Crucially many of series one’s most perfect moments happened off-stage: the untimely death of Mr. Pamuk (“Poor Kemal!”), the theft of the snuff box, O’Brien placing the soap next to the bath. What mattered was not the events themselves, but the characters’ reactions. Series one was seen exclusively in close-up. In series two we’ ve pulled too far away from the actors to care.

That said, it has been absolutely hilarious (apart from when William died and I cried for the entire episode). Personally I am torn between feeling utter betrayal and total delight. Which strikes me as a very Downton place to be. Could it be that series two is actually better because it is worse?

As Groskop says, “Downtown Abbey: you are awful…but I like you.”

I’m in full agreement. Who cares? It’s hard not to love the period costumes and sets, those hilarious Maggie Smith quips, Sybil’s love of radical ideas, radical clothes, (and radical chauffeurs), and the sneers of Thomas and O’Brien during their gossipy cigarette breaks. The pleasures outweigh the annoyances.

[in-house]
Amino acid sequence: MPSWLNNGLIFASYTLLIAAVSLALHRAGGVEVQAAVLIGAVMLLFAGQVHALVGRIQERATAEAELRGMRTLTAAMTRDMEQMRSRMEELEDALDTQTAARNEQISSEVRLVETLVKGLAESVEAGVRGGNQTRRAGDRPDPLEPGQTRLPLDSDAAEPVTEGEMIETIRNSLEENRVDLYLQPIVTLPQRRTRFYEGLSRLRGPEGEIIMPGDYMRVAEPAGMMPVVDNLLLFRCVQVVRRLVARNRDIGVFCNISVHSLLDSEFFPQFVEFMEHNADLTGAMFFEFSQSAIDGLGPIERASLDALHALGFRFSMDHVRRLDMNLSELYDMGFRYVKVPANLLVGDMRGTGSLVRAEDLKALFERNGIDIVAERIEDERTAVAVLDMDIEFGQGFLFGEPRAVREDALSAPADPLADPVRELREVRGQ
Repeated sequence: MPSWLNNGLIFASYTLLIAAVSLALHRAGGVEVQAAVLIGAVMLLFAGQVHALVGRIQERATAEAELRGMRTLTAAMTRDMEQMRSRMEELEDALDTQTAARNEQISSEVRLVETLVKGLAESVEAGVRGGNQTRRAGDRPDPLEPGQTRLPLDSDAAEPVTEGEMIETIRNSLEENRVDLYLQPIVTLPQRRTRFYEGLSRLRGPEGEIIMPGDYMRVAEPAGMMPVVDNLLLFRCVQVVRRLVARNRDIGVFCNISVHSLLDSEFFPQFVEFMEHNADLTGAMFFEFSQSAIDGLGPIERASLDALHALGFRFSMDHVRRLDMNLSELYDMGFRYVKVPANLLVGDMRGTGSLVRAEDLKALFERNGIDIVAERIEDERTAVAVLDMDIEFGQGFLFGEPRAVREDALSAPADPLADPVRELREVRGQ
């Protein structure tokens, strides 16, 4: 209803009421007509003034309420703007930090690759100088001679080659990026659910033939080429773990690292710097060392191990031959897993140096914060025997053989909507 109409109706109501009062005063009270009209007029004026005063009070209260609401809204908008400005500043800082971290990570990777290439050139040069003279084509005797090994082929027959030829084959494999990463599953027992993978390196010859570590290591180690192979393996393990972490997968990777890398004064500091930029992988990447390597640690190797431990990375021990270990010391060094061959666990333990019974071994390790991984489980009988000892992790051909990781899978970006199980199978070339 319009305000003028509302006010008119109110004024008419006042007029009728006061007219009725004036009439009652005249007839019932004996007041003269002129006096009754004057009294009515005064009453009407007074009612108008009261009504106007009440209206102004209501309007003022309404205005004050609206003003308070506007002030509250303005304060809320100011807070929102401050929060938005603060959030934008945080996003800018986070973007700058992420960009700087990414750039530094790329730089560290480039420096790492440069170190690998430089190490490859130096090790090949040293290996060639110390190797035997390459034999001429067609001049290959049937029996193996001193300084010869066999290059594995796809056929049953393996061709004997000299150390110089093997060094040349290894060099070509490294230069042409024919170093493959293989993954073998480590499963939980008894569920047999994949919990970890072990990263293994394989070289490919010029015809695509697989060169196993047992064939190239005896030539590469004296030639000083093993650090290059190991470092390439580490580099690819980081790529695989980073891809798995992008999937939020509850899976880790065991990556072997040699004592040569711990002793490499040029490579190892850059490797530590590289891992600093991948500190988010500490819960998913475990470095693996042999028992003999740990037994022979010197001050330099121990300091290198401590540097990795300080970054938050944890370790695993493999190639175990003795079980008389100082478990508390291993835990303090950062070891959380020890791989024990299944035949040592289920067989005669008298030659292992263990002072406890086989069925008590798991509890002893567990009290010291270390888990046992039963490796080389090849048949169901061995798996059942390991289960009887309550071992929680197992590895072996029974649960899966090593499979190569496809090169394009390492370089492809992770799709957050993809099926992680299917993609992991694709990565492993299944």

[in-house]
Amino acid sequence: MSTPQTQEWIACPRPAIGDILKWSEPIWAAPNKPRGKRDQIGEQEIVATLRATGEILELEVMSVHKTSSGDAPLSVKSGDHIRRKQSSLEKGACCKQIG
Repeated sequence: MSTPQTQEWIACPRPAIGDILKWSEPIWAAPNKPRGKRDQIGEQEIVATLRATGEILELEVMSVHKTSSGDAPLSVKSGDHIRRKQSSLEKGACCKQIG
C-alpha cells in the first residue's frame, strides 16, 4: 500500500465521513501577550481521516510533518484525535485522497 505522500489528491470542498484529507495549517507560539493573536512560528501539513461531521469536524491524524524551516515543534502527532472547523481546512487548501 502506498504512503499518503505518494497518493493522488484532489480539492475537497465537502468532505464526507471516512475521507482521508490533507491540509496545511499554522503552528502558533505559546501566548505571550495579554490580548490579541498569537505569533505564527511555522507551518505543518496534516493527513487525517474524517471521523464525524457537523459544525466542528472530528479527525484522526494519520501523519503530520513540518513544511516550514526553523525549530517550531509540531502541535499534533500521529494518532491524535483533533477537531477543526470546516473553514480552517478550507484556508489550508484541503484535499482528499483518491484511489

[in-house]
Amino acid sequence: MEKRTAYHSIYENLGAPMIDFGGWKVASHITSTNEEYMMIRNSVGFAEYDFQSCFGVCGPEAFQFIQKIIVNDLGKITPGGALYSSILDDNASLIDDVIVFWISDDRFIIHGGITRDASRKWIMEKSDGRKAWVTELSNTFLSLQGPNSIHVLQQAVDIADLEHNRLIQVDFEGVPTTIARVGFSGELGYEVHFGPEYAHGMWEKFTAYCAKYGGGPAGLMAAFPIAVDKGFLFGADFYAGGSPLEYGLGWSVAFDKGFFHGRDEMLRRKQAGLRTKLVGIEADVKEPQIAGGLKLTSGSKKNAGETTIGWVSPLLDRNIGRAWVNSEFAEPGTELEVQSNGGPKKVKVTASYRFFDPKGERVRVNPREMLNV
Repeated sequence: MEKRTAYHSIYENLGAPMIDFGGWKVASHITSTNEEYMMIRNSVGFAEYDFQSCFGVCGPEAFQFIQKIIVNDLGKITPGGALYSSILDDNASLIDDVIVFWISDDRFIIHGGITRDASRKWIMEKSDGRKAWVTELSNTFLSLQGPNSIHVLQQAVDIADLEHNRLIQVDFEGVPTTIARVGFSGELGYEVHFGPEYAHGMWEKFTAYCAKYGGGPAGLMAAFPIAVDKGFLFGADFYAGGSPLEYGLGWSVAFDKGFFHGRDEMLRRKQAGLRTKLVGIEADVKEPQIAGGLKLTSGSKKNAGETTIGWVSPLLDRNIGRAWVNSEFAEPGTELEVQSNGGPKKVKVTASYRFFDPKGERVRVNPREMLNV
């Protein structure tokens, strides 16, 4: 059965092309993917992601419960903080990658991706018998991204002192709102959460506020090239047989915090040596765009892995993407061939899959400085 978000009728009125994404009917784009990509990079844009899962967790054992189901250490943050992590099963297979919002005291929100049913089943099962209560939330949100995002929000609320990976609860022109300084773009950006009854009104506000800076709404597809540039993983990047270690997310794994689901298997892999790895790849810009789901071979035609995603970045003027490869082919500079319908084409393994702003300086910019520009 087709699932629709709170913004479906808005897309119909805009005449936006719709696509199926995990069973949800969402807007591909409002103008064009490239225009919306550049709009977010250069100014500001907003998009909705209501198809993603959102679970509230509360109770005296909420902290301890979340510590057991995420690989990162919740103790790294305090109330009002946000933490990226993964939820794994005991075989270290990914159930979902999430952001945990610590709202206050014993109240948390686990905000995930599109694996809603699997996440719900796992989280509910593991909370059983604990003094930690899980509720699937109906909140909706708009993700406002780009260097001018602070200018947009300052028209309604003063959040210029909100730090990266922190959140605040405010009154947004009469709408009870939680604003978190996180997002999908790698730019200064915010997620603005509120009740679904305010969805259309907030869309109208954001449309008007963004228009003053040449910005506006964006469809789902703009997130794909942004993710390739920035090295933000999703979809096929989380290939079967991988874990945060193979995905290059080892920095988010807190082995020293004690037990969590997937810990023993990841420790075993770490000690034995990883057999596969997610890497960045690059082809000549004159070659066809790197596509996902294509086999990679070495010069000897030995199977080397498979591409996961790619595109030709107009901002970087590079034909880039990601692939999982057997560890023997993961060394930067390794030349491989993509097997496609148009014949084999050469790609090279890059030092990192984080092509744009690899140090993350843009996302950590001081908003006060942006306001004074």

As I said at the beginning, this is more like a delectable cream puff than an entree. Granted, ceam puffs aren’t high art, but they are artful–tasty, beautiful, pleasurable, and much harder to make than those Toll House cookies that come in the plastic tube.


The servants of Downtown Abbey (Photo courtesy PBS)


What are your own thoughts on the first two seasons of Downton Abbey? You can leave your comments below or share your thoughts on the Gwarlingo Facebook page.

Don’t miss the next Gwarlingo feature. Click here to subscribe to Gwarlingo. You can also follow me on Twitter and Facebook.

Support Gwarlingo by making a donation of any size. Your help keeps this site going!